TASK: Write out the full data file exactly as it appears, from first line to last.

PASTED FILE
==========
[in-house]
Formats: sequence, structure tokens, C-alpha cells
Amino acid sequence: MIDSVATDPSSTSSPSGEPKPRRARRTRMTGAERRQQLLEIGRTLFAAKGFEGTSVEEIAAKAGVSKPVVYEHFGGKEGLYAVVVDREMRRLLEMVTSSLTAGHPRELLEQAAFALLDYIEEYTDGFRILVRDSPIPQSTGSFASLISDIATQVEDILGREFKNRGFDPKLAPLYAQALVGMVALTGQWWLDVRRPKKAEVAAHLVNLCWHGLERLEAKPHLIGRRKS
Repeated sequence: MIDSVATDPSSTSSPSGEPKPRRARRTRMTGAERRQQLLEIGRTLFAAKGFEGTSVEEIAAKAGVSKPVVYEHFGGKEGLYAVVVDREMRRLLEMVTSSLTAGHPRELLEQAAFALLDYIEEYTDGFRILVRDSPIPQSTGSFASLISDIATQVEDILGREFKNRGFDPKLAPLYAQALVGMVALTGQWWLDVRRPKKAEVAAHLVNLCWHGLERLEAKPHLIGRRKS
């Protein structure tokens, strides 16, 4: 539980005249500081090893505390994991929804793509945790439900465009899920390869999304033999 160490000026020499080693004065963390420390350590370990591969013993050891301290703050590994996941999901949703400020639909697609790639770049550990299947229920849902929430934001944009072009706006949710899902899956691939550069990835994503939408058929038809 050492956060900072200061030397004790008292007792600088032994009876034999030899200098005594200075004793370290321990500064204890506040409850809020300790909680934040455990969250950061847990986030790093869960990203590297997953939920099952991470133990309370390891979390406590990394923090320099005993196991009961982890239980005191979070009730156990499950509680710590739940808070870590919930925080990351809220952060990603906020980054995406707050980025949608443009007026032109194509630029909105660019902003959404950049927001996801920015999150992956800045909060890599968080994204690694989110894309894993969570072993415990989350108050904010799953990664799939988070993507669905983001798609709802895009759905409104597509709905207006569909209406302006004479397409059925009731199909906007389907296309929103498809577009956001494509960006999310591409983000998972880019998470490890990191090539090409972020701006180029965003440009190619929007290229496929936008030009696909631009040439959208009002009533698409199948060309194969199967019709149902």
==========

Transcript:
[in-house]
Formats: sequence, structure tokens, C-alpha cells
Amino acid sequence: MIDSVATDPSSTSSPSGEPKPRRARRTRMTGAERRQQLLEIGRTLFAAKGFEGTSVEEIAAKAGVSKPVVYEHFGGKEGLYAVVVDREMRRLLEMVTSSLTAGHPRELLEQAAFALLDYIEEYTDGFRILVRDSPIPQSTGSFASLISDIATQVEDILGREFKNRGFDPKLAPLYAQALVGMVALTGQWWLDVRRPKKAEVAAHLVNLCWHGLERLEAKPHLIGRRKS
Repeated sequence: MIDSVATDPSSTSSPSGEPKPRRARRTRMTGAERRQQLLEIGRTLFAAKGFEGTSVEEIAAKAGVSKPVVYEHFGGKEGLYAVVVDREMRRLLEMVTSSLTAGHPRELLEQAAFALLDYIEEYTDGFRILVRDSPIPQSTGSFASLISDIATQVEDILGREFKNRGFDPKLAPLYAQALVGMVALTGQWWLDVRRPKKAEVAAHLVNLCWHGLERLEAKPHLIGRRKS
């Protein structure tokens, strides 16, 4: 539980005249500081090893505390994991929804793509945790439900465009899920390869999304033999 160490000026020499080693004065963390420390350590370990591969013993050891301290703050590994996941999901949703400020639909697609790639770049550990299947229920849902929430934001944009072009706006949710899902899956691939550069990835994503939408058929038809 050492956060900072200061030397004790008292007792600088032994009876034999030899200098005594200075004793370290321990500064204890506040409850809020300790909680934040455990969250950061847990986030790093869960990203590297997953939920099952991470133990309370390891979390406590990394923090320099005993196991009961982890239980005191979070009730156990499950509680710590739940808070870590919930925080990351809220952060990603906020980054995406707050980025949608443009007026032109194509630029909105660019902003959404950049927001996801920015999150992956800045909060890599968080994204690694989110894309894993969570072993415990989350108050904010799953990664799939988070993507669905983001798609709802895009759905409104597509709905207006569909209406302006004479397409059925009731199909906007389907296309929103498809577009956001494509960006999310591409983000998972880019998470490890990191090539090409972020701006180029965003440009190619929007290229496929936008030009696909631009040439959208009002009533698409199948060309194969199967019709149902």